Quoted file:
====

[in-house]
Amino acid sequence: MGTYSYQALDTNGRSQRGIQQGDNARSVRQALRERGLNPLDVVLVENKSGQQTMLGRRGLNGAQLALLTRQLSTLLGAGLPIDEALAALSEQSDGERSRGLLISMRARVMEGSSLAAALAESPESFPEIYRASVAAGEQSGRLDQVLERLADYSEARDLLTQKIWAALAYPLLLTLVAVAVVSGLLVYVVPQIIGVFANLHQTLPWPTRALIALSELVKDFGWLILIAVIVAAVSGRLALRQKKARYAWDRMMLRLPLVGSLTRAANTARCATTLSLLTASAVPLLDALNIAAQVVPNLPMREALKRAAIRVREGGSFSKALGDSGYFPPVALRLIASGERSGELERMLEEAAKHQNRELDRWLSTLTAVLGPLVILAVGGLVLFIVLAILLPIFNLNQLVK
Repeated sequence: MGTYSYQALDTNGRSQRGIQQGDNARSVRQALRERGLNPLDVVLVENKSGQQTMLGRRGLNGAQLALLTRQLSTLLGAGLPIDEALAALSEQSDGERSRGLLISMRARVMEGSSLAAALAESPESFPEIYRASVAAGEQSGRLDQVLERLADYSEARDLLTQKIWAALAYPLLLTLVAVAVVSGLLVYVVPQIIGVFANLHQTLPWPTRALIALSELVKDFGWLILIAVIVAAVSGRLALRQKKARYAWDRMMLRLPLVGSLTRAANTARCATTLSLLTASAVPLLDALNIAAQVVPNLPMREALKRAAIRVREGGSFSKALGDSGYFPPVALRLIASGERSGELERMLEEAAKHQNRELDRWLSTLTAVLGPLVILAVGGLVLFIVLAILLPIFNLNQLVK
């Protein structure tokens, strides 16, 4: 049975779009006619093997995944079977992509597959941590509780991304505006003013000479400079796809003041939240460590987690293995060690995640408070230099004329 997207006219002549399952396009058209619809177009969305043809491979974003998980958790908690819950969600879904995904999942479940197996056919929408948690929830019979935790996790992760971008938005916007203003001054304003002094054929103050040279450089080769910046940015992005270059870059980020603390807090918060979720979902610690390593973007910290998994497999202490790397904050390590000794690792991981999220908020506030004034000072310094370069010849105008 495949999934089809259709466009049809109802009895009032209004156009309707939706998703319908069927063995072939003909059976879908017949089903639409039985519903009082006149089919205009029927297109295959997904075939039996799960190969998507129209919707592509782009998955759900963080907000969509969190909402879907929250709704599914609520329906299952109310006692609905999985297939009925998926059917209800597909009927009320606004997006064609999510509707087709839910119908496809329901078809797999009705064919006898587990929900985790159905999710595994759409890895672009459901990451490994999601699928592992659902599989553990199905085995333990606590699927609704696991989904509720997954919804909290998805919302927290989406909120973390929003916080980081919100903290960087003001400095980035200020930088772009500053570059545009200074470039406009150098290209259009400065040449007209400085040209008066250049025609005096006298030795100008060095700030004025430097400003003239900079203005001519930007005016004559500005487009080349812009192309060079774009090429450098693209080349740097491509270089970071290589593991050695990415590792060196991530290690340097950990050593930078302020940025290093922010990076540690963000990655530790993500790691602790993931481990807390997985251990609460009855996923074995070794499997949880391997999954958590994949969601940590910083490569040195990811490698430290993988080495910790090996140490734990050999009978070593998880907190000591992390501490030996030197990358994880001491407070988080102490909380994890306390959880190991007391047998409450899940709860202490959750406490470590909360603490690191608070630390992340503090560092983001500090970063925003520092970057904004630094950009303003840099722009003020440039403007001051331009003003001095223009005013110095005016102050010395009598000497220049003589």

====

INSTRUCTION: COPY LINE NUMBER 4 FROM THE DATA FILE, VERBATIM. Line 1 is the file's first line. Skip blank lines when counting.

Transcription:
């Protein structure tokens, strides 16, 4: 049975779009006619093997995944079977992509597959941590509780991304505006003013000479400079796809003041939240460590987690293995060690995640408070230099004329 997207006219002549399952396009058209619809177009969305043809491979974003998980958790908690819950969600879904995904999942479940197996056919929408948690929830019979935790996790992760971008938005916007203003001054304003002094054929103050040279450089080769910046940015992005270059870059980020603390807090918060979720979902610690390593973007910290998994497999202490790397904050390590000794690792991981999220908020506030004034000072310094370069010849105008 495949999934089809259709466009049809109802009895009032209004156009309707939706998703319908069927063995072939003909059976879908017949089903639409039985519903009082006149089919205009029927297109295959997904075939039996799960190969998507129209919707592509782009998955759900963080907000969509969190909402879907929250709704599914609520329906299952109310006692609905999985297939009925998926059917209800597909009927009320606004997006064609999510509707087709839910119908496809329901078809797999009705064919006898587990929900985790159905999710595994759409890895672009459901990451490994999601699928592992659902599989553990199905085995333990606590699927609704696991989904509720997954919804909290998805919302927290989406909120973390929003916080980081919100903290960087003001400095980035200020930088772009500053570059545009200074470039406009150098290209259009400065040449007209400085040209008066250049025609005096006298030795100008060095700030004025430097400003003239900079203005001519930007005016004559500005487009080349812009192309060079774009090429450098693209080349740097491509270089970071290589593991050695990415590792060196991530290690340097950990050593930078302020940025290093922010990076540690963000990655530790993500790691602790993931481990807390997985251990609460009855996923074995070794499997949880391997999954958590994949969601940590910083490569040195990811490698430290993988080495910790090996140490734990050999009978070593998880907190000591992390501490030996030197990358994880001491407070988080102490909380994890306390959880190991007391047998409450899940709860202490959750406490470590909360603490690191608070630390992340503090560092983001500090970063925003520092970057904004630094950009303003840099722009003020440039403007001051331009003003001095223009005013110095005016102050010395009598000497220049003589």